The Developer's Code – What Real Programmers Do – by Ka Wai Cheung is supposed to contain “nuggets of wisdow” on how to sustain a healthy relationship with your work.
Overall, I found a few interesting tidbits on the whole thing. It is a relatively pleasant read and worth the time to read it and the price of the book.
What I liked:
– The Parallels between architecture and developing – and why some of the architectural metaphors can make planning excessive for software
– Perk can be destructive for higher-level thinking (according to a TED talk from Dan Pink on motivation)
– If you can, start writing the most interesting part of o program and work out from there
– First impressions of a program can be skewed because we don't know how we will conform to it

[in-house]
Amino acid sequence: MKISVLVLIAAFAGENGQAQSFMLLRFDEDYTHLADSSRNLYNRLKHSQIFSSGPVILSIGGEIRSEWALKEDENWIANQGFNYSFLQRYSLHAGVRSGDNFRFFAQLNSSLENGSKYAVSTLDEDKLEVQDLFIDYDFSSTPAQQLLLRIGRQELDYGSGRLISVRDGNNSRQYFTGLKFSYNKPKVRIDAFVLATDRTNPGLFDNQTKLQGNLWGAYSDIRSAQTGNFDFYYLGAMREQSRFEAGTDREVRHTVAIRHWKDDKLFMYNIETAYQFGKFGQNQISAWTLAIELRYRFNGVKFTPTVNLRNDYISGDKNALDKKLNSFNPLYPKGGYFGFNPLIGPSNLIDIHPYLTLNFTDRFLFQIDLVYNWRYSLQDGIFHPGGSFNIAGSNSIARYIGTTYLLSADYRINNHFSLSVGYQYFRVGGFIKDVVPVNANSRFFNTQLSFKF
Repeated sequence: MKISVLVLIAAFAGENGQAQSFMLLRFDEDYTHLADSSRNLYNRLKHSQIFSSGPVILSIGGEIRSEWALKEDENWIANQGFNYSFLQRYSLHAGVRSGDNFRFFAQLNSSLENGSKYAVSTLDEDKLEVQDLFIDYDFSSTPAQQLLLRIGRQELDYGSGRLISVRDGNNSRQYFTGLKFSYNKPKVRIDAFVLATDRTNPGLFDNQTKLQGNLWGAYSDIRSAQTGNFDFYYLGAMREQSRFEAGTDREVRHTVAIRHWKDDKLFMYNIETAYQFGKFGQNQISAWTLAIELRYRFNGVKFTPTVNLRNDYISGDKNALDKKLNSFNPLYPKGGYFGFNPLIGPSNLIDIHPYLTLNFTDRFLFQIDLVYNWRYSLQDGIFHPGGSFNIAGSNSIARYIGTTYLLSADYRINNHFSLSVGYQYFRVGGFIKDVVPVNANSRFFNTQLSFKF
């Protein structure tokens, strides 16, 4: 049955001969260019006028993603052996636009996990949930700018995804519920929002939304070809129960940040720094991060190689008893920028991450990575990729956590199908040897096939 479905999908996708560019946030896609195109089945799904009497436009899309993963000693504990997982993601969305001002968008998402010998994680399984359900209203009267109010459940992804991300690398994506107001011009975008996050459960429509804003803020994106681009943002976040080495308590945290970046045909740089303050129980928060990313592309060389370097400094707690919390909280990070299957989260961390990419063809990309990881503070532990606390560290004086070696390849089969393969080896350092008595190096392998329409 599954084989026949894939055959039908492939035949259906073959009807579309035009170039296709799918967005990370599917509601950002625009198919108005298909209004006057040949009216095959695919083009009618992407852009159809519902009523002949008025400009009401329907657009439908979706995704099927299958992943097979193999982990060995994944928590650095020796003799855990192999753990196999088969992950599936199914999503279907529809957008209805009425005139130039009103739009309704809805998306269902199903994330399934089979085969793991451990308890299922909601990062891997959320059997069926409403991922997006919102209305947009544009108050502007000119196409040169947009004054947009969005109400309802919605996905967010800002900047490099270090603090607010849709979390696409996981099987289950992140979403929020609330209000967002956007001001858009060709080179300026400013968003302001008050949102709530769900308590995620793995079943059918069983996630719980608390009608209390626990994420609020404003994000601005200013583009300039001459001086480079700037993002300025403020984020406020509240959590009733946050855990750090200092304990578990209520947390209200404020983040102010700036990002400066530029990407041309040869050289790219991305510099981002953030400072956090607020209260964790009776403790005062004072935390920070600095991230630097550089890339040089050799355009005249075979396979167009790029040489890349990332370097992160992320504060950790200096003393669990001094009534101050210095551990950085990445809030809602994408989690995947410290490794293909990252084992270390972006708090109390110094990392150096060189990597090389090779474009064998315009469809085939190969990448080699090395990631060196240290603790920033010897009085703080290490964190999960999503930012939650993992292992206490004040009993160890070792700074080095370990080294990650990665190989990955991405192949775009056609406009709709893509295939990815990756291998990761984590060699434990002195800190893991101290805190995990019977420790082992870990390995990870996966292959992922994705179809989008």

– Suggestions on how to schedule pet projects
– Make two things better about the software each day – even if they are small items such as better error messages and comments
– Some techniques for handling your to-dos
– the off-time concept – where for two hour shift per developer, there are no interruptions
– the generals ideas on code generation.
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